You’ve done it. The birth is over, you are back home and into the postpartum period during which your body can recover from the efforts of the last weeks and days. But now you've caught a cold. A cold and cough alone are unpleasant enough. Add to that aching limbs and fatigue, and everyday life with a baby can become a real challenge. However, simply reaching for flu medicine now is not a good idea. Some remedies can pass into breast milk and harm the baby. First and foremost, you should get plenty of rest and sleep and drink as much fluids as possible in the form of teas and soups. If you have a fever, you should definitely see a doctor. It is important to determine the cause. After childbirth, fever can also be due to inflammation in your the uterus, breasts or caesarean wound.

If you have a simple cold, you can continue to breastfeed your baby without worry. Typical signs of a normal cold are cough, sniffling or sore throat. You don't have to worry about infecting your baby through breastfeeding. On the contrary, breast milk is even more important for the baby now. When you have a cold yourself, your body creates antibodies against the pathogens. You pass these antibodies on to your child through your breastmilk. You'll boost their immune system. In addition, babies still have what’s known as maternal passive immunity in the first months of life. This means that they are relatively less susceptible to disease for quite a while after birth. It is good to know that common colds are not transmitted via breastmilk, but via droplet infection. That's why you should pay more attention to hygiene while you have a cold. It is best to wash your hands regularly before and after breastfeeding. This reduces the risk of infection. Patients often report that their babies are less likely to fall ill or that infections are milder if they continue to be breastfed while their mother has a cold.

A ‘flu-like’ infection is a severe cold and weakens the body much more than a simple cold. Typical flu-like symptoms are chills, headache and aching limbs, cough and hoarseness. Sometimes a severe sore throat or earache also occurs. If your head is pounding, your nose is running, the baby is crying and you are totally exhausted, you don't have to completely give up painkillers or cold remedies. However, before you take any medication, you should consult your midwife or doctor. They can tell you which home remedies like compresses, inhalations or teas help best and which medications are safe.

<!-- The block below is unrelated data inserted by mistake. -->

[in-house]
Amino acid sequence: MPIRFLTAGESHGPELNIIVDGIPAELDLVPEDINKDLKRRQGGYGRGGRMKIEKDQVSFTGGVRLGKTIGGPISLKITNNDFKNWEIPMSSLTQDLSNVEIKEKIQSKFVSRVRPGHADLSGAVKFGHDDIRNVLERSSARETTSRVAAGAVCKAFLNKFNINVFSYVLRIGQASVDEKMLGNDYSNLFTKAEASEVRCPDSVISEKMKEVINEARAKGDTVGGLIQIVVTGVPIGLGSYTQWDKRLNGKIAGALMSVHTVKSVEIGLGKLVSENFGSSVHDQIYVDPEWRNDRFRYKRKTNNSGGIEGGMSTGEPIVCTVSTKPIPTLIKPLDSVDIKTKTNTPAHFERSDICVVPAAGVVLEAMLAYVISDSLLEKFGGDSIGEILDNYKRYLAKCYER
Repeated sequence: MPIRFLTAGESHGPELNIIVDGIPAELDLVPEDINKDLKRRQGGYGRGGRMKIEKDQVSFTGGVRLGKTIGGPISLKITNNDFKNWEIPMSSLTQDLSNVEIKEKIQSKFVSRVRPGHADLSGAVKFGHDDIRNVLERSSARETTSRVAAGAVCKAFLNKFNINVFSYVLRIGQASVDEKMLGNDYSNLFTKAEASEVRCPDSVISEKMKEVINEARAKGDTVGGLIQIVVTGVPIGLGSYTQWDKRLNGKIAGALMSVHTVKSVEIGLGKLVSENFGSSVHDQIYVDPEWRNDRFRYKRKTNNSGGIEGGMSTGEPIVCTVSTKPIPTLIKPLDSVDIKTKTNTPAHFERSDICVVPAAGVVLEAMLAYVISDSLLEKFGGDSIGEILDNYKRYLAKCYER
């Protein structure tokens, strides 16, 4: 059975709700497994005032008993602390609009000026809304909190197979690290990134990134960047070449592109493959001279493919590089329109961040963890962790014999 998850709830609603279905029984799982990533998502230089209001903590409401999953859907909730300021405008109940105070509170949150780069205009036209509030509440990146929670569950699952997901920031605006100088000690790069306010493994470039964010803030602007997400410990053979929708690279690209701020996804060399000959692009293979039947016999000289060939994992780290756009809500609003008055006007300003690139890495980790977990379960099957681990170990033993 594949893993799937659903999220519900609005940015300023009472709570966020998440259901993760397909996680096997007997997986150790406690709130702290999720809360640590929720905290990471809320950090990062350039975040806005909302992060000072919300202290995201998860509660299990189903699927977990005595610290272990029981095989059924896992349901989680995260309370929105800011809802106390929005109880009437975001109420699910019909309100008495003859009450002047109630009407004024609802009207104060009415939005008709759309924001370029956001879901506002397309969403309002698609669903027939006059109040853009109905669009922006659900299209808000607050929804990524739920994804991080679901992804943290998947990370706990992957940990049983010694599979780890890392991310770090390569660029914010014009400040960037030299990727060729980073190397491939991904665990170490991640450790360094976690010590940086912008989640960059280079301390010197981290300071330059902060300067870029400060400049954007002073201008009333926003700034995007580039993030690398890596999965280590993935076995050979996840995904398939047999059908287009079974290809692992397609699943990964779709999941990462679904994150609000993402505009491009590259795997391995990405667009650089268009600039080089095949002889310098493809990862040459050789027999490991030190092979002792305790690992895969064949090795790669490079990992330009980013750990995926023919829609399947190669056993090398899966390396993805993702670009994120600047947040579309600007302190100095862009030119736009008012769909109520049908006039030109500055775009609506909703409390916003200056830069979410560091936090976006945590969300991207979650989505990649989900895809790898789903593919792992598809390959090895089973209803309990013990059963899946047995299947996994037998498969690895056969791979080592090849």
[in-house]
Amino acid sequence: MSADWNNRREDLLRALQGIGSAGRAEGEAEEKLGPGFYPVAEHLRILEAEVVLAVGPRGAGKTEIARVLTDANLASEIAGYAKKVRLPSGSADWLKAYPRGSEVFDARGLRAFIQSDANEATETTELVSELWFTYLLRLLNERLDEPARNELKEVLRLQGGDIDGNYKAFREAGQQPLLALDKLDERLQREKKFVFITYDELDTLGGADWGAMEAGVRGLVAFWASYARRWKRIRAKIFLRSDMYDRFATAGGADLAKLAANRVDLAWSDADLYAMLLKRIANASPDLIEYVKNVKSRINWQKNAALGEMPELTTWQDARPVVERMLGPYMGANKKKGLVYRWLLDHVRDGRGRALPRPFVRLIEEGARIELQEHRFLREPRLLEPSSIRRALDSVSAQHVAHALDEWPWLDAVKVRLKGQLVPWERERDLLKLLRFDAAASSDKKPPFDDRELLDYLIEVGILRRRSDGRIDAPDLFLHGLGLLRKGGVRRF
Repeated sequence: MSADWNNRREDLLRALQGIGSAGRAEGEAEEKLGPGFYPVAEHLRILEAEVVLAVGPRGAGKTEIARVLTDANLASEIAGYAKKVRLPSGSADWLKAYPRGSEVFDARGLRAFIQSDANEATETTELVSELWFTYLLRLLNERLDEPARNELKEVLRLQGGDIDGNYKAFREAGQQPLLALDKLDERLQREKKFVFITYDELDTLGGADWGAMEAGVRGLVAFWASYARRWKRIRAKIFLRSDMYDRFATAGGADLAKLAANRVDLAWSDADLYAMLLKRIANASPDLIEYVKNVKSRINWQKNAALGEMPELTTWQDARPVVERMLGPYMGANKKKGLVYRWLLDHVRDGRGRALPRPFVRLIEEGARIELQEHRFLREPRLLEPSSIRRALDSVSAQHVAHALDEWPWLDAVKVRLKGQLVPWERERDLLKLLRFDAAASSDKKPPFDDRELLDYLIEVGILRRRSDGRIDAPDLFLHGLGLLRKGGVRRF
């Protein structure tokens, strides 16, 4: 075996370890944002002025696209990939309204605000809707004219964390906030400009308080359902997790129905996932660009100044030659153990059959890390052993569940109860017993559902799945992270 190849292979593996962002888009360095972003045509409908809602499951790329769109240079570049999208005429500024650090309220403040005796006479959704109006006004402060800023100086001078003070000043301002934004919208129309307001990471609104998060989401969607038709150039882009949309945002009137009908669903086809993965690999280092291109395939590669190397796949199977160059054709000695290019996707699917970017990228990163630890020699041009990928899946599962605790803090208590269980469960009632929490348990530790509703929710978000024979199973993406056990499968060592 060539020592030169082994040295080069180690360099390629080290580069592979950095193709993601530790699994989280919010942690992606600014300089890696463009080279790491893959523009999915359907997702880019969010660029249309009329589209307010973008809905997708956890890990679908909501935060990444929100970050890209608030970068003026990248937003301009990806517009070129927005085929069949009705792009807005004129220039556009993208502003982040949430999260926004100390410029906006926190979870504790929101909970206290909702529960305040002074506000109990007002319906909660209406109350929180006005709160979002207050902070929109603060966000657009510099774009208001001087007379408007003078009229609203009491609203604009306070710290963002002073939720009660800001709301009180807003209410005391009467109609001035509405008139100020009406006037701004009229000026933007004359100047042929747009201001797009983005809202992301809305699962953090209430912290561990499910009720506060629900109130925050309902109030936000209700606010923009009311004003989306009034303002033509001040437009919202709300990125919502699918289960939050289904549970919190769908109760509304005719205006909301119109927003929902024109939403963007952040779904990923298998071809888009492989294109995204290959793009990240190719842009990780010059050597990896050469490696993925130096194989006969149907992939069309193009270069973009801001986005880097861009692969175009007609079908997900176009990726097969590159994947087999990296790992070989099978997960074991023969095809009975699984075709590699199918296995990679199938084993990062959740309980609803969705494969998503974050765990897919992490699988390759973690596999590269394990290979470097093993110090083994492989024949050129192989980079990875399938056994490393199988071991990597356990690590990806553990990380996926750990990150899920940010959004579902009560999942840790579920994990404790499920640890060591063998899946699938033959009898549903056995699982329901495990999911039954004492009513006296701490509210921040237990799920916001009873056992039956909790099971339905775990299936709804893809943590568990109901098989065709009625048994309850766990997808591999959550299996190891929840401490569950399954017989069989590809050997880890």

A real flu - short for influenza - is rather rare, but can be very severe. The signs of the disease usually appear suddenly, for example within a few hours. It begins abruptly with severe muscle and joint pain, chills, fever and sweating. This is often accompanied by a nagging headache. Shortly thereafter, high fever, difficulty breathing, and a nagging dry cough and sore throat usually set in. The whole body is affected. Those who go through a real flu usually need several days of bed rest. The healing process takes much longer. You may still feel weak even after several weeks. You can continue to breastfeed even if you have a real flu. You should protect your baby from infection, though. The best way to help is to wash not only your own hands frequently with soap, but also the baby's, and also to wear a facemask that covers your nose and mouth while breastfeeding. You can and should continue to have lots of skin contact with your child. However, you should not kiss them as long as you have signs of illness, and always turn away from the baby when sneezing or coughing. In addition, toys, pacifiers and all objects that come into contact with the infant's mouth should be thoroughly cleaned with soap and water beforehand. If you feel too exhausted to breastfeed, you can pump your milk and bottle feed the baby.